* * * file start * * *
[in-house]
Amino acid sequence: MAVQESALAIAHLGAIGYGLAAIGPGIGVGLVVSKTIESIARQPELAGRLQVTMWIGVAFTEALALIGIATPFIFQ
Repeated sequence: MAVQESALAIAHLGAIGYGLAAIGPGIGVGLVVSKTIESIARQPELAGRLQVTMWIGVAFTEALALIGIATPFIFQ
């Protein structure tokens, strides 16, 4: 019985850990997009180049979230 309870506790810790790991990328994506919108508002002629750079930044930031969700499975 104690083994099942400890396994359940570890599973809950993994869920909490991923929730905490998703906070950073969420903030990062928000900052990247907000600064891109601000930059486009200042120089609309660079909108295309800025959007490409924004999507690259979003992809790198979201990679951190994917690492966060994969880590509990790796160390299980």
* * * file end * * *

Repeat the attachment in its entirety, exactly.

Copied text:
[in-house]
Amino acid sequence: MAVQESALAIAHLGAIGYGLAAIGPGIGVGLVVSKTIESIARQPELAGRLQVTMWIGVAFTEALALIGIATPFIFQ
Repeated sequence: MAVQESALAIAHLGAIGYGLAAIGPGIGVGLVVSKTIESIARQPELAGRLQVTMWIGVAFTEALALIGIATPFIFQ
């Protein structure tokens, strides 16, 4: 019985850990997009180049979230 309870506790810790790991990328994506919108508002002629750079930044930031969700499975 104690083994099942400890396994359940570890599973809950993994869920909490991923929730905490998703906070950073969420903030990062928000900052990247907000600064891109601000930059486009200042120089609309660079909108295309800025959007490409924004999507690259979003992809790198979201990679951190994917690492966060994969880590509990790796160390299980």